scientific language with phrases that, while on a manifest level, may seem to reject the
split thinking of genetic reductionism, on a deeper, structural level, employs terms
that legitimate the language of such thinking remaining part of scientific discourse.
For instance, he notes that:
In its current split form, no one actually asserts that matter, body, brain, and genes or society,
culture, and environment provide the cause of behavior or development: However, the back-
ground idea of one or the other being the privileged determinant remains the silent subtext
that continues to shape discussions. The most frequently voiced claim is that behavior and
development are the products of the interactions of nature and nurture. But interaction itself
is generally conceptualized as two split-off pure entities that function independently in co-
operative and/or competitive ways [e.g., Collins et al., 2000]. As a consequence, the debate
simply becomes displaced to another level of discourse. At this new level, the contestants
agree that behavior and development are determined by both nature and nurture, but they
remain embattled over the relative merits of each entity’s essential contribution. [Overton,
2006, p. 33]
Similarly, he explains that:
Moving beyond behavior genetics to the broader issue of biology and culture, conclusions
such as ‘contemporary evidence confirms that the expression of heritable traits depends, of-
ten strongly, on experience’ [Collins et al., 2000, p. 228] are brought into question for the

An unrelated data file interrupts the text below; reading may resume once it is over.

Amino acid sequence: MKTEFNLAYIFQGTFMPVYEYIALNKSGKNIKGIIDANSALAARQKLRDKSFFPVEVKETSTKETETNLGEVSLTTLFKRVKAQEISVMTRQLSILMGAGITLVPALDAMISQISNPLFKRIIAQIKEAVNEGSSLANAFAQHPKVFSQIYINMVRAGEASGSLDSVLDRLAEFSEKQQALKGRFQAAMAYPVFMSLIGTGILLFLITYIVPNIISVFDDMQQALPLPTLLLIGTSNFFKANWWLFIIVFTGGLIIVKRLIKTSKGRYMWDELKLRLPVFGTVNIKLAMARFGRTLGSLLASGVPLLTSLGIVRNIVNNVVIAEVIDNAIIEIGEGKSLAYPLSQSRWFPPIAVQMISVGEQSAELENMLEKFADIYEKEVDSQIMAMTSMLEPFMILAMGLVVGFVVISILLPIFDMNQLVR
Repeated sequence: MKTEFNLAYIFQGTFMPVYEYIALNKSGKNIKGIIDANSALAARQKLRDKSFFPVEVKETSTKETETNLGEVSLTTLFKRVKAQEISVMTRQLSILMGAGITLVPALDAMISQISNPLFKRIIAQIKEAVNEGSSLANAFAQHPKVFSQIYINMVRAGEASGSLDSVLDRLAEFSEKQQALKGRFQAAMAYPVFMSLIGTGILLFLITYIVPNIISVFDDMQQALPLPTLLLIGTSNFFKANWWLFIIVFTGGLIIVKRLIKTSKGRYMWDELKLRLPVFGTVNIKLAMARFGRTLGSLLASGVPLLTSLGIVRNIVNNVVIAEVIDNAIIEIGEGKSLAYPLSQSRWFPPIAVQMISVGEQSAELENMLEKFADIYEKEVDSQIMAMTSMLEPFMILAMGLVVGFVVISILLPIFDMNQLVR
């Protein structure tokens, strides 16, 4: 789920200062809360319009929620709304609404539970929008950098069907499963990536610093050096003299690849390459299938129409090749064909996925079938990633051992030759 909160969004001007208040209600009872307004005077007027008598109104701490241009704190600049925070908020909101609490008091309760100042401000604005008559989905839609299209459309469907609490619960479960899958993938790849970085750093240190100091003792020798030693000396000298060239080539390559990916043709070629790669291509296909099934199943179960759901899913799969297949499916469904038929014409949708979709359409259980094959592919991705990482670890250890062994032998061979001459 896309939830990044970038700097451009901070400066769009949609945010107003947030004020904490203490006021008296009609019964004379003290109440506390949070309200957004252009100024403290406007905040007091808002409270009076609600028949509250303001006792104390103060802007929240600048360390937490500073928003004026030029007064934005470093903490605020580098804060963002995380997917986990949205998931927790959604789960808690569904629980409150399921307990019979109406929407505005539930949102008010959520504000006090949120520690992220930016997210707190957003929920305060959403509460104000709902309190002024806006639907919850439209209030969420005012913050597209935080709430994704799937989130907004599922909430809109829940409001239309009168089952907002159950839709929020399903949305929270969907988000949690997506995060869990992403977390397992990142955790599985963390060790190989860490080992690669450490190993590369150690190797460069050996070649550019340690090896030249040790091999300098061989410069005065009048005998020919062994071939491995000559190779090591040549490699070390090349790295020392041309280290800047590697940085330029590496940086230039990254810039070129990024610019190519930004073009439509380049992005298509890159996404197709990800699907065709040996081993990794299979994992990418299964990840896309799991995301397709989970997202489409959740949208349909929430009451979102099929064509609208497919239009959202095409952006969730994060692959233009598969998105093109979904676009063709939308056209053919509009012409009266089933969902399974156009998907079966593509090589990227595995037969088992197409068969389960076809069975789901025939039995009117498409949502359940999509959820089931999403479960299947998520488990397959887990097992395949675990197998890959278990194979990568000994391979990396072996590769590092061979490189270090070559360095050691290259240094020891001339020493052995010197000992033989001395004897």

same reason. Within a relational metatheory, such conclusions fail because they begin from
the premise that there are pure forms of genetic inheritance termed ‘heritable traits’ and
within relational metatheory such a premise is unacceptable. [Overton, 2006, p. 36]
In regard to the second reason, there are potentially enormous negative conse-
quences of such problematic use of language in our scientific discourse, especially if
members of the public believe that employing such terms means that the genetic re-
ductionist ideas about social policy, or about the limited success of applications of
developmental science to social programs (due to genetic ‘constraints’), should be
countenanced. As a consequence, we must be assiduous and exact in the terms we use
to explain why genetic reductionist ideas fail as useful frames for scientific discourse
about human development. Indeed, as Lewontin  has cautioned, ‘The price of
metaphor is eternal vigilance’ (p. 245).
Richardson and Norgate (this issue) advance the cause of vigilance. Their work
reflects the consensus in biology [e.g., Insel, 2006] and developmental science [e.g.,
Gottlieb, 1997, 1998] that genes do not function in the way that behavior genetics re-
quires, that is, genes do not exert an additive and independent-of-environment influ-
ence on behavior and development. In addition, their work advances understanding
of the conceptual and methodological flaws of core procedures used by behavior ge-
netics, in this case adoption designs, that, when added to the counterfactual claims
about the ‘nature of nature’ [of gene action; Insel, 2006], obviates any empirical use of
data from adoption designs for the claims of behavior genetics.
Richardson and Norgate (this issue) embed their discussion of the several inter-
pretive and empirical shortcomings of adoption designs within current understand-
ing of the role of genes within the dynamic developmental system [e.g., Gottlieb, 1998,
2004; Thelen & Smith, 2006] and, as such, provide a significant additional corrective
to scholarly slippage with respect to the use of language regarding the role of genes in
human development: genes always function through interaction with the context,
and, in turn, adoption designs provide no data that do or can contradict the systemic
understanding of the role of genes in human development. Moreover in countering
the imprecise use of language in discussing, and in explaining the methodological